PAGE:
There is a piece of, let’s call it ‘oral history’, which recounts the intention to turn the land into a canal estate in the 1970s and that it was this that led to dredging and straightening of the stream, which drains from the Country Club golf course, into an unnaturally straight watercourse.


Following Basin Villages Forum calling Council’s attention to the site in October 2013, the Forum conducted a community workshop in February 2014 with Council staff to consider the community attitude to the prospects of the area being considered for development as a wetland sanctuary for passive recreation.

The overwhelmingly positive response to the idea and a further, similar workshop in 2015 verified community support and generated ideas for site projects for Council to consider.

By that time Council staff had been active in profiling the site and community support had generated a bird catalogue, native orchid list and a photographic catalogue.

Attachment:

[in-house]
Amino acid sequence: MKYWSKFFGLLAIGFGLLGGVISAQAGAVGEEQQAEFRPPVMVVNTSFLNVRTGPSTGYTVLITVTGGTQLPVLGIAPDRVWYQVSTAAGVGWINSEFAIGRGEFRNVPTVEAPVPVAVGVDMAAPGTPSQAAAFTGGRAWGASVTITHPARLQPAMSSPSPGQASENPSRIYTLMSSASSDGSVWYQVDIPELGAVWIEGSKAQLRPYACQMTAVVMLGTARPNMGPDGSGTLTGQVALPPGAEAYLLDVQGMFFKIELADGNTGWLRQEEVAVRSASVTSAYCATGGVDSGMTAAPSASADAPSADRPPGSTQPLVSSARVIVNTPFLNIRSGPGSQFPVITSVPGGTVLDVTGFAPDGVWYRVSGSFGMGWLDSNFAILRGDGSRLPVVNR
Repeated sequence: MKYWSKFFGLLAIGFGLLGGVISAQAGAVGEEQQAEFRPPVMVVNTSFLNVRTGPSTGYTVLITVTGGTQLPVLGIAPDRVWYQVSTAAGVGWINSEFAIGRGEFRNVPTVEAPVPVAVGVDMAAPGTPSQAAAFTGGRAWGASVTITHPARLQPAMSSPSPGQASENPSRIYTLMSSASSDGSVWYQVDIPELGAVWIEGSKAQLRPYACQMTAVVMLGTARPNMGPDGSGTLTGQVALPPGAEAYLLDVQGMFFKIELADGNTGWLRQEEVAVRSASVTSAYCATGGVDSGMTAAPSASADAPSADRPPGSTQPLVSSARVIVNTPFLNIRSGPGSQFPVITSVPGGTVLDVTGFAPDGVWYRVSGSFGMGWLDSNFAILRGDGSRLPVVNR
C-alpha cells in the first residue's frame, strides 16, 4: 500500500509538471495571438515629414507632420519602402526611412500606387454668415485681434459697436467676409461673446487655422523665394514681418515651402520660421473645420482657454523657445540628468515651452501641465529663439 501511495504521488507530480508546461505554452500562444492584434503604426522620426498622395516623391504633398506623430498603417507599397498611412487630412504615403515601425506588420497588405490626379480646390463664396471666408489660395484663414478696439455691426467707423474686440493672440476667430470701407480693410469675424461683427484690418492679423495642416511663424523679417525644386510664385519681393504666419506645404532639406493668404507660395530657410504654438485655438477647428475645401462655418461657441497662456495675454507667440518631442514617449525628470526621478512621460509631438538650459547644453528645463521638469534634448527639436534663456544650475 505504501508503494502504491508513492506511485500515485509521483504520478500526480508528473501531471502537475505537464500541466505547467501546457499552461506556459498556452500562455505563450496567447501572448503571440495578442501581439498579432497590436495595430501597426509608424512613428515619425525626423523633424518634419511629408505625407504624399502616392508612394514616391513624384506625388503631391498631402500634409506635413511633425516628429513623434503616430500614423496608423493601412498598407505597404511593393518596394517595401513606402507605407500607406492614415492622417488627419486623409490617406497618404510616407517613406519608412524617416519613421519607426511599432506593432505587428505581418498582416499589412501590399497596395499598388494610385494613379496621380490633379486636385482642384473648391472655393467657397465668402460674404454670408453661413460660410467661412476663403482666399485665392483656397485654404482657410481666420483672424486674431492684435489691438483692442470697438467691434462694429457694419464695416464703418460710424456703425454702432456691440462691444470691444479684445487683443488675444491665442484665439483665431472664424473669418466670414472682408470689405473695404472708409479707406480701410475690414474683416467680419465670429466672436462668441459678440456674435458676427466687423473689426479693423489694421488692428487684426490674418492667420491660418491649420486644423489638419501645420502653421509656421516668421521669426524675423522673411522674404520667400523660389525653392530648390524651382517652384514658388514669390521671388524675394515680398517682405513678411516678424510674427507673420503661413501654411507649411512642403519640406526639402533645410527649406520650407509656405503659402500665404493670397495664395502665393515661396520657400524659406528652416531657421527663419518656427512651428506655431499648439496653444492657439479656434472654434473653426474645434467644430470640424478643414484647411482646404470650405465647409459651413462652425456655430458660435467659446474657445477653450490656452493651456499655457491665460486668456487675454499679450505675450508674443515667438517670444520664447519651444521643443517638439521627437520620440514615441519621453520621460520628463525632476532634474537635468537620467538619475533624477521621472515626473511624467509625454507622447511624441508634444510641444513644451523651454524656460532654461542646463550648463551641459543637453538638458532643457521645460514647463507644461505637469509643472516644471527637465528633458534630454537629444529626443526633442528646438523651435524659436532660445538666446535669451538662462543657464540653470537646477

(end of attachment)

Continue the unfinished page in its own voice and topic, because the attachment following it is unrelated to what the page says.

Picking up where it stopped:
All of this established environmental values beyond what were first realized, especially within the community.

The original vegetation was eucalypt forest community with a composite casuarina-wetland-saltmarsh-mangrove community on the southern margin with the Basin.

Resurvey of vegetation by Council led to the extension of the number and area covered by ‘Endangered Ecological Communities’[EEC] on the site, which involve saltmarsh, swamp sclerophyll forest, regenerating swamp sclerophyll forest, swamp oak floodplain forest.

The principal eucalypts of the forest communities are southern mahogany [Euc.botryoides] ,swamp mahogany [Euc.robusta] with limited numbers of Woollybutt  [Euc.longifolia] trees.